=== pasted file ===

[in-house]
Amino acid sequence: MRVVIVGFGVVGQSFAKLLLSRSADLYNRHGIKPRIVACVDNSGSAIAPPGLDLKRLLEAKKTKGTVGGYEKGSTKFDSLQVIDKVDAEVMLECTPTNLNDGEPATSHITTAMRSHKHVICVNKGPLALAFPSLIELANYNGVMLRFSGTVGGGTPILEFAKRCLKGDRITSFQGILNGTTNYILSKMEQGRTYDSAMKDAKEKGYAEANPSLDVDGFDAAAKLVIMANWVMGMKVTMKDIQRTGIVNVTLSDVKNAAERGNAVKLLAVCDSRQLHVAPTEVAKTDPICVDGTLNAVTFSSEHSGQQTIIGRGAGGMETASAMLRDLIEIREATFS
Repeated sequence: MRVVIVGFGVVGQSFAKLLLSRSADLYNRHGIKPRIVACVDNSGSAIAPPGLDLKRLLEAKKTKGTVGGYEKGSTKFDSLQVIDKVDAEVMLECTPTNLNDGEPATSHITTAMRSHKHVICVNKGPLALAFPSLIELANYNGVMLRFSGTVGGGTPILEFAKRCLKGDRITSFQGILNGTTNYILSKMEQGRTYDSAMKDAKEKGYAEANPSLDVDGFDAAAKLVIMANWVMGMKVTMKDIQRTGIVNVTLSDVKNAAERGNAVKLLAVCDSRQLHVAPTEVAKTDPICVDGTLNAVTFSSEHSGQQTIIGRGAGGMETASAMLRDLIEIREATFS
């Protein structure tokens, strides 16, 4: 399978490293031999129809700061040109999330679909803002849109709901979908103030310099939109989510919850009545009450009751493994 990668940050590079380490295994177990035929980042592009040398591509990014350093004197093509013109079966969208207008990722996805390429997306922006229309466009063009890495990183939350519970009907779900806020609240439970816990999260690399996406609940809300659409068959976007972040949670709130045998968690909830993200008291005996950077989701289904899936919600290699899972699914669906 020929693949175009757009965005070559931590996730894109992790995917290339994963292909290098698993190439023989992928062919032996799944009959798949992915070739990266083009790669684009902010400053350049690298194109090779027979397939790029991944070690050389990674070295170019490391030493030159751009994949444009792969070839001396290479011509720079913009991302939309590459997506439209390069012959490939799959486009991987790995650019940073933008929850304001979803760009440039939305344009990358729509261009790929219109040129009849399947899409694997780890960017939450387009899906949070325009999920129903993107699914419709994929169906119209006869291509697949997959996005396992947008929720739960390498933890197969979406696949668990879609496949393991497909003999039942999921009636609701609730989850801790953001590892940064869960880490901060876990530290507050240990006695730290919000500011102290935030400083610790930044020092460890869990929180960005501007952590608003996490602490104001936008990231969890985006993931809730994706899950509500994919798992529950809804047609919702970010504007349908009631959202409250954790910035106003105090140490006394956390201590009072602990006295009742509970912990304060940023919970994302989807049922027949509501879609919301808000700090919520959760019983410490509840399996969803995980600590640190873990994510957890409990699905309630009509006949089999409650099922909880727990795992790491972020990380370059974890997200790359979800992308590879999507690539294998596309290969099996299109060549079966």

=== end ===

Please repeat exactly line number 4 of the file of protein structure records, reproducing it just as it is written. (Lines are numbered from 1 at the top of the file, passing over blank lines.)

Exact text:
């Protein structure tokens, strides 16, 4: 399978490293031999129809700061040109999330679909803002849109709901979908103030310099939109989510919850009545009450009751493994 990668940050590079380490295994177990035929980042592009040398591509990014350093004197093509013109079966969208207008990722996805390429997306922006229309466009063009890495990183939350519970009907779900806020609240439970816990999260690399996406609940809300659409068959976007972040949670709130045998968690909830993200008291005996950077989701289904899936919600290699899972699914669906 020929693949175009757009965005070559931590996730894109992790995917290339994963292909290098698993190439023989992928062919032996799944009959798949992915070739990266083009790669684009902010400053350049690298194109090779027979397939790029991944070690050389990674070295170019490391030493030159751009994949444009792969070839001396290479011509720079913009991302939309590459997506439209390069012959490939799959486009991987790995650019940073933008929850304001979803760009440039939305344009990358729509261009790929219109040129009849399947899409694997780890960017939450387009899906949070325009999920129903993107699914419709994929169906119209006869291509697949997959996005396992947008929720739960390498933890197969979406696949668990879609496949393991497909003999039942999921009636609701609730989850801790953001590892940064869960880490901060876990530290507050240990006695730290919000500011102290935030400083610790930044020092460890869990929180960005501007952590608003996490602490104001936008990231969890985006993931809730994706899950509500994919798992529950809804047609919702970010504007349908009631959202409250954790910035106003105090140490006394956390201590009072602990006295009742509970912990304060940023919970994302989807049922027949509501879609919301808000700090919520959760019983410490509840399996969803995980600590640190873990994510957890409990699905309630009509006949089999409650099922909880727990795992790491972020990380370059974890997200790359979800992308590879999507690539294998596309290969099996299109060549079966």